His latest undertaking is co-hosting CNN’s daily political talk show “Crossfire” — a job his wife, the no-less-famous Republican strategist Mary Matalin, had until a year ago, except that she was “sitting on the right” and he is naturally “on the left”. At 57, he is still loud and passionate in his arguments, but some of the old fire he displayed whenever he appeared on television in the 1990s seems to have been quenched.
Carville and Matalin’s nine-year marriage, which has been called the oddest political union of the previous century, may have something to do with his transformation. “The thing about our marriage that surprises people most is how little politics comes up,” he says. “Our parents get sick and our children have needs that have to be attended to. So, after we go through everything, who the hell has the energy to argue about politics?”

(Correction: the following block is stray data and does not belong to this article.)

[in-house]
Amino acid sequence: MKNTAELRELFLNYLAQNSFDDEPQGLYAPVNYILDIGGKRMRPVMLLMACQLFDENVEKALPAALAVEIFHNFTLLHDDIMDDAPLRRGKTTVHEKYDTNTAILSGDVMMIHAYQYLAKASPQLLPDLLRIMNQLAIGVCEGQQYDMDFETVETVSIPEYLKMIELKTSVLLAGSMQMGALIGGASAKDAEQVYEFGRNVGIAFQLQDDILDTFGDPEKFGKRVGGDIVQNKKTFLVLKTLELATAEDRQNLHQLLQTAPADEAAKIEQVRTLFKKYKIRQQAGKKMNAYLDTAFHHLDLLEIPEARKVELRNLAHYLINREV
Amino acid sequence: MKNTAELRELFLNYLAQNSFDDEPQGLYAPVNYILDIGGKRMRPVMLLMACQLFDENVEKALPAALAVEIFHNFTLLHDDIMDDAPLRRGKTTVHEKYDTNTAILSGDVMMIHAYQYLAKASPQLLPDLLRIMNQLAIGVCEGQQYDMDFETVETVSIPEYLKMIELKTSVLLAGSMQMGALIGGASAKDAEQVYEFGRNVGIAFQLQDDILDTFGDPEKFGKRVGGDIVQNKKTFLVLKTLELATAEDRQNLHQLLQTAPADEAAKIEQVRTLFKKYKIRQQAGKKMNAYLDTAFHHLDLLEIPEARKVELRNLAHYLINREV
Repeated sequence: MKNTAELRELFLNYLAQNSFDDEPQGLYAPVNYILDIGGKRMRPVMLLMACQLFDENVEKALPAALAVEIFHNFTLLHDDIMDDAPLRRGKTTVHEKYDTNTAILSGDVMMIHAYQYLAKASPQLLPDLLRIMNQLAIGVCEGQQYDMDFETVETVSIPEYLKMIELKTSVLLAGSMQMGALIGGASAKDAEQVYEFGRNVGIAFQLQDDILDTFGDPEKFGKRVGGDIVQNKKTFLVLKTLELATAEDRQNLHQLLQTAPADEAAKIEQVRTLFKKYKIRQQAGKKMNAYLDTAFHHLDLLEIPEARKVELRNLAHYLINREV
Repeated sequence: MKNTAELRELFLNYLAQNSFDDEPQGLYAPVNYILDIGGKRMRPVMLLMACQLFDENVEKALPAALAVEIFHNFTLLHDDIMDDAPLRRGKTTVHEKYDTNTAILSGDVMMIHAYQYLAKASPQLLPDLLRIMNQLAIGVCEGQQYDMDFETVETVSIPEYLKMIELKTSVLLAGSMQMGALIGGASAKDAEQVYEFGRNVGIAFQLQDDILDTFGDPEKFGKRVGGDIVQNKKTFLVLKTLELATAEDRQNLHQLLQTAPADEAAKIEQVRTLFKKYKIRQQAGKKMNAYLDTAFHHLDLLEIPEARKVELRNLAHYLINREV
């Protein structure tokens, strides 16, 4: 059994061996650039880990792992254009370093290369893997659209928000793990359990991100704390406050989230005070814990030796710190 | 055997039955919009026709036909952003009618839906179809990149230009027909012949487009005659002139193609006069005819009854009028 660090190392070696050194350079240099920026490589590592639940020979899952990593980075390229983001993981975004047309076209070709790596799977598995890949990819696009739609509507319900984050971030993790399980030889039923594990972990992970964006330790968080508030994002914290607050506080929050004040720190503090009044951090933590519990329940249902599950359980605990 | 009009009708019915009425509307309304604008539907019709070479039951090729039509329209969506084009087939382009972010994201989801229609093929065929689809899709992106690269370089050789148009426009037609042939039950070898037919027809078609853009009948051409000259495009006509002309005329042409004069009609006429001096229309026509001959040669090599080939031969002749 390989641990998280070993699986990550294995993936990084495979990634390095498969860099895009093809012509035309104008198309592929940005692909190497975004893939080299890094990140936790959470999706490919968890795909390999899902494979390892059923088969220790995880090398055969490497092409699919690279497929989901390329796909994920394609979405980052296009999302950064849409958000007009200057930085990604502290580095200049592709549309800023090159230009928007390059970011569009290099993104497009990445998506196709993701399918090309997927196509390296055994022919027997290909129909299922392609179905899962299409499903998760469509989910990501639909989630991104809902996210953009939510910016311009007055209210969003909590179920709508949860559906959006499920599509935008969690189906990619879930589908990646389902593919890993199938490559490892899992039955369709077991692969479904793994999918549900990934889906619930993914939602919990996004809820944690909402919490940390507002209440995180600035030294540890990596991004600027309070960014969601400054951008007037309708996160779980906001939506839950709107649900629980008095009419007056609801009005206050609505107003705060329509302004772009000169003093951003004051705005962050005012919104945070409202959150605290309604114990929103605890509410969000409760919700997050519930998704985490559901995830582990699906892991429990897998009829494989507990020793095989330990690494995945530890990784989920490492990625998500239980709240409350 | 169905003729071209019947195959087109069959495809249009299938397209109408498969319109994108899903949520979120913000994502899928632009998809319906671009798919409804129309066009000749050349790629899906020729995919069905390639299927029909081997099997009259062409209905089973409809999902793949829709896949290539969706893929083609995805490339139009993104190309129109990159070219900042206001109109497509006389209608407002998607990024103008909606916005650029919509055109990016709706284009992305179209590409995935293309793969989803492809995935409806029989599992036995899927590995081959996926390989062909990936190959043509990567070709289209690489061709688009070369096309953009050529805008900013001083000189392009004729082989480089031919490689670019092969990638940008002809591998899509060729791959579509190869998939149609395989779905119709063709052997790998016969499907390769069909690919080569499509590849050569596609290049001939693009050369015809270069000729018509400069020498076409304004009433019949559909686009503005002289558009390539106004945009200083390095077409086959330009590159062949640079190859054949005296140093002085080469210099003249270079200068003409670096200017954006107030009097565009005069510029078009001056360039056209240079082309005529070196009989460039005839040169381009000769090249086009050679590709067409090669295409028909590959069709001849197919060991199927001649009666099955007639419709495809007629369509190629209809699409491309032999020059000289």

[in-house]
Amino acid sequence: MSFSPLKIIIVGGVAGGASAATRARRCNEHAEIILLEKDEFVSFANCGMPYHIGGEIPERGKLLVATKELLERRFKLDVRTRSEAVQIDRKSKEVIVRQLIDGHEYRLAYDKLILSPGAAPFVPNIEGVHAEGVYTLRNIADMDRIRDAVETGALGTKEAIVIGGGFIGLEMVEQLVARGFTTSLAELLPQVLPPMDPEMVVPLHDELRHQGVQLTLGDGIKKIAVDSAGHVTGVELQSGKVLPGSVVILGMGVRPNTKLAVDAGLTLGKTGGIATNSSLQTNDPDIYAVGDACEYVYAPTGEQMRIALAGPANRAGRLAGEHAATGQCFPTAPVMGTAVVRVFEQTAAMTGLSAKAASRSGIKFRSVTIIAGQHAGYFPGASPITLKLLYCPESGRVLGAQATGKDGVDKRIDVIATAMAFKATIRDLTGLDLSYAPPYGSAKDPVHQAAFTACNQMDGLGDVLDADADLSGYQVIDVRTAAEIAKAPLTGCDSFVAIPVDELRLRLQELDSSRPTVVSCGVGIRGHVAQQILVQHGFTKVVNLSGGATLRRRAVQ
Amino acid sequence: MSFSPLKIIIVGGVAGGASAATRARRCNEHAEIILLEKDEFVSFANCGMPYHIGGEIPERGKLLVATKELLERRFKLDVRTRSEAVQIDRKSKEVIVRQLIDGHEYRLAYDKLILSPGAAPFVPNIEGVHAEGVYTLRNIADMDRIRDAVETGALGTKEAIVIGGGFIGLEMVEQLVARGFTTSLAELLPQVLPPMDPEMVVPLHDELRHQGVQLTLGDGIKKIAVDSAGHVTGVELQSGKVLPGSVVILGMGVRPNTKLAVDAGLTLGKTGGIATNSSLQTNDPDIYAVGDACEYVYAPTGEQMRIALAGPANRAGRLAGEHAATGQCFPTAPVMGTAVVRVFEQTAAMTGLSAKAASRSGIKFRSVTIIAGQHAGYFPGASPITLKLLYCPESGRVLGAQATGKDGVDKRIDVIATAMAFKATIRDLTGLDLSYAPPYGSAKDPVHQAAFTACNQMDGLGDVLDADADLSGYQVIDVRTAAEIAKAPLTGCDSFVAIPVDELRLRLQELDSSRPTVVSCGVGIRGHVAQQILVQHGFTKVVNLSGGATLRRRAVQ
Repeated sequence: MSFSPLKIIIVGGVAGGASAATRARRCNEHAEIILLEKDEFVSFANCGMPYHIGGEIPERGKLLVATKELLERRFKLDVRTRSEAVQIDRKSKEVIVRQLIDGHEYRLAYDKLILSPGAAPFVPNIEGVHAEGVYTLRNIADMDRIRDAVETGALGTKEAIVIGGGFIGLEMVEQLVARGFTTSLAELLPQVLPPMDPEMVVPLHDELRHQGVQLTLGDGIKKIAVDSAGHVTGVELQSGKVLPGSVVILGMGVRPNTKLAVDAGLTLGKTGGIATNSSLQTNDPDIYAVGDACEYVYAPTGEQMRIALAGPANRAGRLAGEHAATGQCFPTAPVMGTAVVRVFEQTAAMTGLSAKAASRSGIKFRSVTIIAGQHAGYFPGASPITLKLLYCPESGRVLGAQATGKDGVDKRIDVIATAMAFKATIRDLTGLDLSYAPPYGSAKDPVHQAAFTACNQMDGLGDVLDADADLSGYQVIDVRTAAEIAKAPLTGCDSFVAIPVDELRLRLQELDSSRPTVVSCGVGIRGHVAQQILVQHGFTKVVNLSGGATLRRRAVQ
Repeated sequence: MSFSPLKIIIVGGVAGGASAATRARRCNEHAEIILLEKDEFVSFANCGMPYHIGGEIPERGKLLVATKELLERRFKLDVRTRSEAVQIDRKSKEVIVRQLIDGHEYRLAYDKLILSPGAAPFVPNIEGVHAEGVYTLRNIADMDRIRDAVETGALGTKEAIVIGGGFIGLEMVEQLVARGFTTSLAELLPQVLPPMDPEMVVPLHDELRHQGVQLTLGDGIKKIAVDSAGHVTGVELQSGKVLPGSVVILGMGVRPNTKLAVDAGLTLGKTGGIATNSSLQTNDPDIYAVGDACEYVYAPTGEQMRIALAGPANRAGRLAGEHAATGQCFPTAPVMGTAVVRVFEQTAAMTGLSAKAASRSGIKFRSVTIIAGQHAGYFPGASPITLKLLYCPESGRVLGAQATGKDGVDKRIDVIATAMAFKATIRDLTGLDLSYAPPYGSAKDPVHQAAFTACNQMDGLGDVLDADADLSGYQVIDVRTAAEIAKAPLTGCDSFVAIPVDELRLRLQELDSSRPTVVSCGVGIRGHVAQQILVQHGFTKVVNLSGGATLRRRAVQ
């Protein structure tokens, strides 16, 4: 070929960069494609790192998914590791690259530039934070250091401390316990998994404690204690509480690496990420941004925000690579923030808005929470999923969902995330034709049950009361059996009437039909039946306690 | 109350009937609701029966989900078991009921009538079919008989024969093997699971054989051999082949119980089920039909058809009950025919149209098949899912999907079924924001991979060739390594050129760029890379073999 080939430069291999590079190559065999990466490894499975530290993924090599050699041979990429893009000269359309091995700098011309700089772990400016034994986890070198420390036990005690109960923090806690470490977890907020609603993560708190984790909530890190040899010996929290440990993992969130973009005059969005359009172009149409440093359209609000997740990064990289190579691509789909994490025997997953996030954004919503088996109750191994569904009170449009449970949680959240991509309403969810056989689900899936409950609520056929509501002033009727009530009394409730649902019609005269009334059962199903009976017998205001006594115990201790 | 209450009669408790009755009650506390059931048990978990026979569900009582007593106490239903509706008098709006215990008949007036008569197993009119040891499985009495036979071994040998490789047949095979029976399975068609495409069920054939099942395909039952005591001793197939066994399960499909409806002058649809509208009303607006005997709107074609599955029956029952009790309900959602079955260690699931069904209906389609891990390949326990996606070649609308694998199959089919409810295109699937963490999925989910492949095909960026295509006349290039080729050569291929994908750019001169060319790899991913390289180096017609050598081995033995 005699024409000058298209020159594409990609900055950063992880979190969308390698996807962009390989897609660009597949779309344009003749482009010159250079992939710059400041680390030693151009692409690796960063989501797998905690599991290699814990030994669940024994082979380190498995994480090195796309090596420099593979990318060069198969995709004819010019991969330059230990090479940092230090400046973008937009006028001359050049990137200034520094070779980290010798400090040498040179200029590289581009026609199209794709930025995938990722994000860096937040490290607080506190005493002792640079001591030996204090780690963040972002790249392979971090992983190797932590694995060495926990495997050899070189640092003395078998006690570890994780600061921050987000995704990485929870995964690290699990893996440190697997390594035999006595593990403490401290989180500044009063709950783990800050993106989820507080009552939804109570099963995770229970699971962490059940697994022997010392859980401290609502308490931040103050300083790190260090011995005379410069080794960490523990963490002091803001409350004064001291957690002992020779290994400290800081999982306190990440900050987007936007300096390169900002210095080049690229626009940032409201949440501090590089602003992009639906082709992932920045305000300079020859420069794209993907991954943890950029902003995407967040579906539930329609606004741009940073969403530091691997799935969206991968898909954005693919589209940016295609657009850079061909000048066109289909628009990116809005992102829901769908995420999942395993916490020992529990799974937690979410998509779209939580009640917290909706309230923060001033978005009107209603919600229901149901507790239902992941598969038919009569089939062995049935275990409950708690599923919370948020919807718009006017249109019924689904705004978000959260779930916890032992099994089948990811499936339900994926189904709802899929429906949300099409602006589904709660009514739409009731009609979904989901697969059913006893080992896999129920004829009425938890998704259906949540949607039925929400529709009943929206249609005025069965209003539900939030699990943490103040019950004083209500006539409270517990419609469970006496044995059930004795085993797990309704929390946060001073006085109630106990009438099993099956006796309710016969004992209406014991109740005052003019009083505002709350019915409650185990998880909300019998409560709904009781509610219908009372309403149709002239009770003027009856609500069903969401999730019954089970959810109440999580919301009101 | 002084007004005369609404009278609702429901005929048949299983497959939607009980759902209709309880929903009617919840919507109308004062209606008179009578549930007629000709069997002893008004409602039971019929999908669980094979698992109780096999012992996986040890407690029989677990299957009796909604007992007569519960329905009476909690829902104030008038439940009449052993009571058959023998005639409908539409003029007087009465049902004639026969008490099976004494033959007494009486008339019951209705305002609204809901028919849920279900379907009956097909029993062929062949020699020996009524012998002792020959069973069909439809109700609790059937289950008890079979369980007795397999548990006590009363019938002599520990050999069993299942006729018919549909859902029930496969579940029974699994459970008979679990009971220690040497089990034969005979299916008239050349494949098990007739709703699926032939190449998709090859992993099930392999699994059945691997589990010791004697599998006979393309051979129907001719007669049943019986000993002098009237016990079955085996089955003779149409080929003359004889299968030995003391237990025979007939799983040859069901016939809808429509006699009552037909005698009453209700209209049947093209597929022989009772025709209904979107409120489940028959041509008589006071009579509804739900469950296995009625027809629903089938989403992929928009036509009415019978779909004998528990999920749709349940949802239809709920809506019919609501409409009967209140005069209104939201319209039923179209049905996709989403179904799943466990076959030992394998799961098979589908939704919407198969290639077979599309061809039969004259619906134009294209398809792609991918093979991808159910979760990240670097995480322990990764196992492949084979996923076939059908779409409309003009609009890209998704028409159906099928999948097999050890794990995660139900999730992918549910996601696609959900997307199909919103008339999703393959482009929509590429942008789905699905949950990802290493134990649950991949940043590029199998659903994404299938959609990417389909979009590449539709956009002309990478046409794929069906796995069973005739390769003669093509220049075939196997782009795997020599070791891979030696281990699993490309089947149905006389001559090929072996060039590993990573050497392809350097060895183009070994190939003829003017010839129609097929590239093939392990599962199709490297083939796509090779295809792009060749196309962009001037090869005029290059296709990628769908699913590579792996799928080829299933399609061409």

They first met in 1991, when Matalin, nine years his junior, was campaign director of then President George Bush’s re-election effort and arranged a meeting “to understand the strategies of the opposition” after reading a newspaper article about him. Now they have two daughters, six and three, who are “not crazy about our notoriety”.
The “James salad” has arrived — it is basically a green salad with baby tomatoes and French dressing — and 15 minutes later the chef himself brings out the main course. Carville shows appreciation but quickly digs into his “crisp” sausage.